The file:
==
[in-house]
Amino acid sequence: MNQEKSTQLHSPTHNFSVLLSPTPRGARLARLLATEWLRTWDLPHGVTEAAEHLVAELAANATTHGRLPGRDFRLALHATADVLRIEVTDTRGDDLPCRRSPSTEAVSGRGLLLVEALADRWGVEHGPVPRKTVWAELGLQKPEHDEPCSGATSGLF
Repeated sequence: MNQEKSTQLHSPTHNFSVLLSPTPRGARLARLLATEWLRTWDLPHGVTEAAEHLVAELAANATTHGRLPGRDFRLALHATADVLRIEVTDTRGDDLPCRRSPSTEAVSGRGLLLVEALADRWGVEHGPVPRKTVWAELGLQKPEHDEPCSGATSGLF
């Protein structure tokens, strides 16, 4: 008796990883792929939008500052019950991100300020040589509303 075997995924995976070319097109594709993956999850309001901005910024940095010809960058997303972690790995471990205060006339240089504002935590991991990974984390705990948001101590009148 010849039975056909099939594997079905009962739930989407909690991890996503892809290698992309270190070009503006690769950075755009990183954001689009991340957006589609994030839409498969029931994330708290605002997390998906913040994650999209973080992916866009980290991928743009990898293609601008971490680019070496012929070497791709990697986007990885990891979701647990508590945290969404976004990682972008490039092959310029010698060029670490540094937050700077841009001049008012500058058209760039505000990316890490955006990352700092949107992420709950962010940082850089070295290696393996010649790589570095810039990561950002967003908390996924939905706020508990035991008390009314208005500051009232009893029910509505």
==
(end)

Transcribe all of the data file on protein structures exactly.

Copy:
[in-house]
Amino acid sequence: MNQEKSTQLHSPTHNFSVLLSPTPRGARLARLLATEWLRTWDLPHGVTEAAEHLVAELAANATTHGRLPGRDFRLALHATADVLRIEVTDTRGDDLPCRRSPSTEAVSGRGLLLVEALADRWGVEHGPVPRKTVWAELGLQKPEHDEPCSGATSGLF
Repeated sequence: MNQEKSTQLHSPTHNFSVLLSPTPRGARLARLLATEWLRTWDLPHGVTEAAEHLVAELAANATTHGRLPGRDFRLALHATADVLRIEVTDTRGDDLPCRRSPSTEAVSGRGLLLVEALADRWGVEHGPVPRKTVWAELGLQKPEHDEPCSGATSGLF
């Protein structure tokens, strides 16, 4: 008796990883792929939008500052019950991100300020040589509303 075997995924995976070319097109594709993956999850309001901005910024940095010809960058997303972690790995471990205060006339240089504002935590991991990974984390705990948001101590009148 010849039975056909099939594997079905009962739930989407909690991890996503892809290698992309270190070009503006690769950075755009990183954001689009991340957006589609994030839409498969029931994330708290605002997390998906913040994650999209973080992916866009980290991928743009990898293609601008971490680019070496012929070497791709990697986007990885990891979701647990508590945290969404976004990682972008490039092959310029010698060029670490540094937050700077841009001049008012500058058209760039505000990316890490955006990352700092949107992420709950962010940082850089070295290696393996010649790589570095810039990561950002967003908390996924939905706020508990035991008390009314208005500051009232009893029910509505």